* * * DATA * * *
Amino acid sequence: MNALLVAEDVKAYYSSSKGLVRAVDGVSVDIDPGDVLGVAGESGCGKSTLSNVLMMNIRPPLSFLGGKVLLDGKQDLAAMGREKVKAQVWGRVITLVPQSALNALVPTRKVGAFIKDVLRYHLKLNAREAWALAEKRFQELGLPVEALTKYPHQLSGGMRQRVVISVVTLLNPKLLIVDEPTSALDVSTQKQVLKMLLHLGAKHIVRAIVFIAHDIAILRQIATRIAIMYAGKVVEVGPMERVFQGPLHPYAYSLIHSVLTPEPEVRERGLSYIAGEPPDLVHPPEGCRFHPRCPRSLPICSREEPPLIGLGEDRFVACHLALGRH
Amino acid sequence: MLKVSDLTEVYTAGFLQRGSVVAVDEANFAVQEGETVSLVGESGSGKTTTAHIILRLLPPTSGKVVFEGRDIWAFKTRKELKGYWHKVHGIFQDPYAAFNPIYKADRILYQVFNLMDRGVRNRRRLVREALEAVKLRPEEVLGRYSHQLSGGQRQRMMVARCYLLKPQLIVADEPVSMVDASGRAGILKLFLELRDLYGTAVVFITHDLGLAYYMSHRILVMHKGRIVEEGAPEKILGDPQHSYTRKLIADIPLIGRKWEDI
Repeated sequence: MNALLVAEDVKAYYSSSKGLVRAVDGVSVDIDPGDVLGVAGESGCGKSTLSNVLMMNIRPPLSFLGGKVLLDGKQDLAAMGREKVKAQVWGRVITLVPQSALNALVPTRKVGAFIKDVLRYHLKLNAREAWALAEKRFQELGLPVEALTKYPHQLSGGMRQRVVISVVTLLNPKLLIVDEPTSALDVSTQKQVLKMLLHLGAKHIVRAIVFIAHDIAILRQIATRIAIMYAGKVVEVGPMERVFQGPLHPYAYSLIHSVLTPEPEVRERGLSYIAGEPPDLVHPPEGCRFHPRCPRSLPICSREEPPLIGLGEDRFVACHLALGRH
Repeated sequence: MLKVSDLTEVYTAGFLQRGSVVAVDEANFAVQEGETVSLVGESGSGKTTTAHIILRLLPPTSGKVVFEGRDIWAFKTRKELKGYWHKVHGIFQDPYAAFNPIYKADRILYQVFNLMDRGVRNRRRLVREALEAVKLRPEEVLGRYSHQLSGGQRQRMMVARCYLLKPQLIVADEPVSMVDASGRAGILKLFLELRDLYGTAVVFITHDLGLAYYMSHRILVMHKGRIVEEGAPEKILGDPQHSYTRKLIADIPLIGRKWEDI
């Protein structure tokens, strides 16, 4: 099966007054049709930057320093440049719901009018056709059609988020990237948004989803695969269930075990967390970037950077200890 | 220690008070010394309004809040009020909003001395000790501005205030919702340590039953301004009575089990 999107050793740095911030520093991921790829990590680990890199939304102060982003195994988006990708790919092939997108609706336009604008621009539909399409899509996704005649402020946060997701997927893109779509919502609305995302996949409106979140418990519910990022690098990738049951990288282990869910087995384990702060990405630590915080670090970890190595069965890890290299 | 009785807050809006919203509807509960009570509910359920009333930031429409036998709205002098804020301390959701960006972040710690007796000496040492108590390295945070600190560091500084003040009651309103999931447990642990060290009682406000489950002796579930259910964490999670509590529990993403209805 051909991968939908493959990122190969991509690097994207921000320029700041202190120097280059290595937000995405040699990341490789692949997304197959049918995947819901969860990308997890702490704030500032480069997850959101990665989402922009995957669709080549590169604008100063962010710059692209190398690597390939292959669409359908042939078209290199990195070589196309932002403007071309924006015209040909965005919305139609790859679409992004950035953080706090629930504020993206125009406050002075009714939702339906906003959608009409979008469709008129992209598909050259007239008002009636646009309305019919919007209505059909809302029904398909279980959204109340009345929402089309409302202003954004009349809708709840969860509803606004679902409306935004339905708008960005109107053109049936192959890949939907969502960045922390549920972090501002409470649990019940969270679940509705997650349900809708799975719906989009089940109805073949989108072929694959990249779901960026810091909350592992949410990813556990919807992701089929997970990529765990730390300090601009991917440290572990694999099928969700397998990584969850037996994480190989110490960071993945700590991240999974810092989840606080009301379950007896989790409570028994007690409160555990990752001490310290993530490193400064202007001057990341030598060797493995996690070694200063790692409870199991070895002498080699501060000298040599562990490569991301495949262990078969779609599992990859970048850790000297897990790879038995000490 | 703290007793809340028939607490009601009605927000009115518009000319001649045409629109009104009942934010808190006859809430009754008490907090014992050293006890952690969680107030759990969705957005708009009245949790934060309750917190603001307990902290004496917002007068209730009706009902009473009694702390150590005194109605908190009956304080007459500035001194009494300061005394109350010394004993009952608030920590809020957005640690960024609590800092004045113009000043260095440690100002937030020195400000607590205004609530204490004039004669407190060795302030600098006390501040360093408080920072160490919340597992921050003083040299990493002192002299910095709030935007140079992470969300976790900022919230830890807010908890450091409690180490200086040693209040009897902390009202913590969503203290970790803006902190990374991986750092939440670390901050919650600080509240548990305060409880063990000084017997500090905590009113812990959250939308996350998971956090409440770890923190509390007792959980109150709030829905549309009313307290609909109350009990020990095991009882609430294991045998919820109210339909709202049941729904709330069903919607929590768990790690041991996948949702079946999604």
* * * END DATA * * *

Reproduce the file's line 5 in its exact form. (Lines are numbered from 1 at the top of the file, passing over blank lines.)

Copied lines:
């Protein structure tokens, strides 16, 4: 099966007054049709930057320093440049719901009018056709059609988020990237948004989803695969269930075990967390970037950077200890 | 220690008070010394309004809040009020909003001395000790501005205030919702340590039953301004009575089990 999107050793740095911030520093991921790829990590680990890199939304102060982003195994988006990708790919092939997108609706336009604008621009539909399409899509996704005649402020946060997701997927893109779509919502609305995302996949409106979140418990519910990022690098990738049951990288282990869910087995384990702060990405630590915080670090970890190595069965890890290299 | 009785807050809006919203509807509960009570509910359920009333930031429409036998709205002098804020301390959701960006972040710690007796000496040492108590390295945070600190560091500084003040009651309103999931447990642990060290009682406000489950002796579930259910964490999670509590529990993403209805 051909991968939908493959990122190969991509690097994207921000320029700041202190120097280059290595937000995405040699990341490789692949997304197959049918995947819901969860990308997890702490704030500032480069997850959101990665989402922009995957669709080549590169604008100063962010710059692209190398690597390939292959669409359908042939078209290199990195070589196309932002403007071309924006015209040909965005919305139609790859679409992004950035953080706090629930504020993206125009406050002075009714939702339906906003959608009409979008469709008129992209598909050259007239008002009636646009309305019919919007209505059909809302029904398909279980959204109340009345929402089309409302202003954004009349809708709840969860509803606004679902409306935004339905708008960005109107053109049936192959890949939907969502960045922390549920972090501002409470649990019940969270679940509705997650349900809708799975719906989009089940109805073949989108072929694959990249779901960026810091909350592992949410990813556990919807992701089929997970990529765990730390300090601009991917440290572990694999099928969700397998990584969850037996994480190989110490960071993945700590991240999974810092989840606080009301379950007896989790409570028994007690409160555990990752001490310290993530490193400064202007001057990341030598060797493995996690070694200063790692409870199991070895002498080699501060000298040599562990490569991301495949262990078969779609599992990859970048850790000297897990790879038995000490 | 703290007793809340028939607490009601009605927000009115518009000319001649045409629109009104009942934010808190006859809430009754008490907090014992050293006890952690969680107030759990969705957005708009009245949790934060309750917190603001307990902290004496917002007068209730009706009902009473009694702390150590005194109605908190009956304080007459500035001194009494300061005394109350010394004993009952608030920590809020957005640690960024609590800092004045113009000043260095440690100002937030020195400000607590205004609530204490004039004669407190060795302030600098006390501040360093408080920072160490919340597992921050003083040299990493002192002299910095709030935007140079992470969300976790900022919230830890807010908890450091409690180490200086040693209040009897902390009202913590969503203290970790803006902190990374991986750092939440670390901050919650600080509240548990305060409880063990000084017997500090905590009113812990959250939308996350998971956090409440770890923190509390007792959980109150709030829905549309009313307290609909109350009990020990095991009882609430294991045998919820109210339909709202049941729904709330069903919607929590768990790690041991996948949702079946999604």